As you know, if you’ve been following me on Twitter, this week, I’ve been working at the front line of the Department – in a Job Centre in a challenging area in Scotland.
Banking readers: Job Centres are the UK goverment’s centres that help unemployed people find work. They are also the face to face contact points for administration of benefits that the govermment pays to people out of work.
Anyway, in my Job Centre, I’ve been working with the staff as they’ve dealt with a range of things, from bereavements to people with no money at all (as they’ve lost their benefit payments, and now may be sleeping out in the snow).
Did you know there are money illegal money lenders walking the streets, who forcibly take the money people on benefits get? They hover around outside and take away what people get to pay for food and shelter.
It is presently snowing here.
So you get all these people coming in who have nothing, who explain that they’ve “lost their money”, because they are worried what will happen to them if anyone from the Government knows they’ve dealt with an illegal financial service.
When you are sitting around after a crisis loan interview, hearing what is likely going on behind the face the customer has presented, the experience is extremely eye-opening. Staff were telling me about the (regular) times they’ve had to tap on the glass to wake up drug-affected people in interviews, for example.
Drug dealers and money lenders. Two financial traps for vulnerable people. You can imagine my wide-eyed response, having sat in my nice comfortable cocoon in London all this time.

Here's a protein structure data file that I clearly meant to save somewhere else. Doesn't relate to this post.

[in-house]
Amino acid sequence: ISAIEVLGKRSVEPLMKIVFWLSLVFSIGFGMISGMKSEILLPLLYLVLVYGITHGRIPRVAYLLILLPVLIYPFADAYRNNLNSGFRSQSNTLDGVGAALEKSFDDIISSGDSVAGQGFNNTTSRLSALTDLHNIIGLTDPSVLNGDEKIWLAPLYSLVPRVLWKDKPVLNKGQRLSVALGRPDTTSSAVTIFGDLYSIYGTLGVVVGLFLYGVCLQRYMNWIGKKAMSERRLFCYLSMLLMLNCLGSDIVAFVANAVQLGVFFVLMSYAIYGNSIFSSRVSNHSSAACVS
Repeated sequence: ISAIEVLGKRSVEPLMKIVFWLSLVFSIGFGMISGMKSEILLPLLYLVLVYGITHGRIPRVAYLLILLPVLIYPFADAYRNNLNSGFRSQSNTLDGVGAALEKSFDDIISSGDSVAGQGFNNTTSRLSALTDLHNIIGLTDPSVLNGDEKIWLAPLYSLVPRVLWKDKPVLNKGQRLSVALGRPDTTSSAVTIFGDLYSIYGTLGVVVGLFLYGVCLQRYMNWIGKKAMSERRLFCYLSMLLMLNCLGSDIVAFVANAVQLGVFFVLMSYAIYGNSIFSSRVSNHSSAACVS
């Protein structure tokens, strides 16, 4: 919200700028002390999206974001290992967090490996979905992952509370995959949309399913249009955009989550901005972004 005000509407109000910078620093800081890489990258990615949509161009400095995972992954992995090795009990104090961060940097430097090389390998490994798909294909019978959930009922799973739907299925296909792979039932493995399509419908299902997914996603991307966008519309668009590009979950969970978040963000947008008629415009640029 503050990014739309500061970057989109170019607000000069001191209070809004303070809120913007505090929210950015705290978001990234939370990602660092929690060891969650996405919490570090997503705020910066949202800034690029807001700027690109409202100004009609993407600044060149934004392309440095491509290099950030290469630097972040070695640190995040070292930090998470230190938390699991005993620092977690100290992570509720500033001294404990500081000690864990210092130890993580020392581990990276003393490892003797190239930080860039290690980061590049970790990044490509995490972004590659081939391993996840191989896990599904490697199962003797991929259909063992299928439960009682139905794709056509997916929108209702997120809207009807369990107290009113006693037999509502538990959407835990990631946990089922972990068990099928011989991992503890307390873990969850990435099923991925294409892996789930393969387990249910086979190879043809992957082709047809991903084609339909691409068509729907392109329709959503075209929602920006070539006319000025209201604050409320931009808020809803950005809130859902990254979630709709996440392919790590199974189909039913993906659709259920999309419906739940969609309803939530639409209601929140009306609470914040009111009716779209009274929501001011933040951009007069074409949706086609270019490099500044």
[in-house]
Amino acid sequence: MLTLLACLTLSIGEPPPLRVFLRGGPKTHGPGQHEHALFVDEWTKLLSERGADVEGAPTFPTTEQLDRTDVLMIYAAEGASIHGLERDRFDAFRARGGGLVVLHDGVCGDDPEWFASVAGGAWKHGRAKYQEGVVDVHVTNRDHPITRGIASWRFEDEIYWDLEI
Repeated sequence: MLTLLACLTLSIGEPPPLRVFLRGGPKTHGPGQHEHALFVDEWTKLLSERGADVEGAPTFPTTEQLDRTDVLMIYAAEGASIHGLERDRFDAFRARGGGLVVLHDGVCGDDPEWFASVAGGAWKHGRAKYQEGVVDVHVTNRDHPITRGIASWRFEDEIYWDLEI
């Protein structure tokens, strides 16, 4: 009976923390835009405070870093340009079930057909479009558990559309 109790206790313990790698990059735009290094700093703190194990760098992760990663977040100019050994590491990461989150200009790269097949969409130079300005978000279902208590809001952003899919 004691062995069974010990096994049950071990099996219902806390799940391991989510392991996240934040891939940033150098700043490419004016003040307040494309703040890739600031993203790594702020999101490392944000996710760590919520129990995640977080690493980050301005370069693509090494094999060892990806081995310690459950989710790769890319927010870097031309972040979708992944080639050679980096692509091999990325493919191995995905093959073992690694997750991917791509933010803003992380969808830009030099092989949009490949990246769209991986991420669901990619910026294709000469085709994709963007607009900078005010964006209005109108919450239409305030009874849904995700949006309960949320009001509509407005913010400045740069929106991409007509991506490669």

But here is another thing I’ve found in this Job Centre, and it is something I’m not surprised about.
Staff build their own stuff to get around the limitations of systems we provide. There are Excel based spreadsheets which are used for diary management (“oh, I can’t have this open too long, otherwise no-one else will be able to make appointments”). There is email based workflow, where each step is a new inbox that gets manually monitored. And there’s any number of self-made data capturing things that are used for statistics and business reporting.
And all of it is stitched together with another technology: paper. They create their own forms, and their own paper based systems in order to supplement their jobs.
Consequently, the work is processed in a highly efficient way. I’d make a guess that each JobCentre does things slightly differently, depending on how good their custom additions to each of our centrally provided processes are.
If there was ever proof needed that decentralisation of the core is a good thing, then I’ve been immersed in it for the week so far.
I wonder what would happen if we put the appropriate end-user computing tools in the hands of these people and said “design the perfect Job Centre system”. My guess would be something good.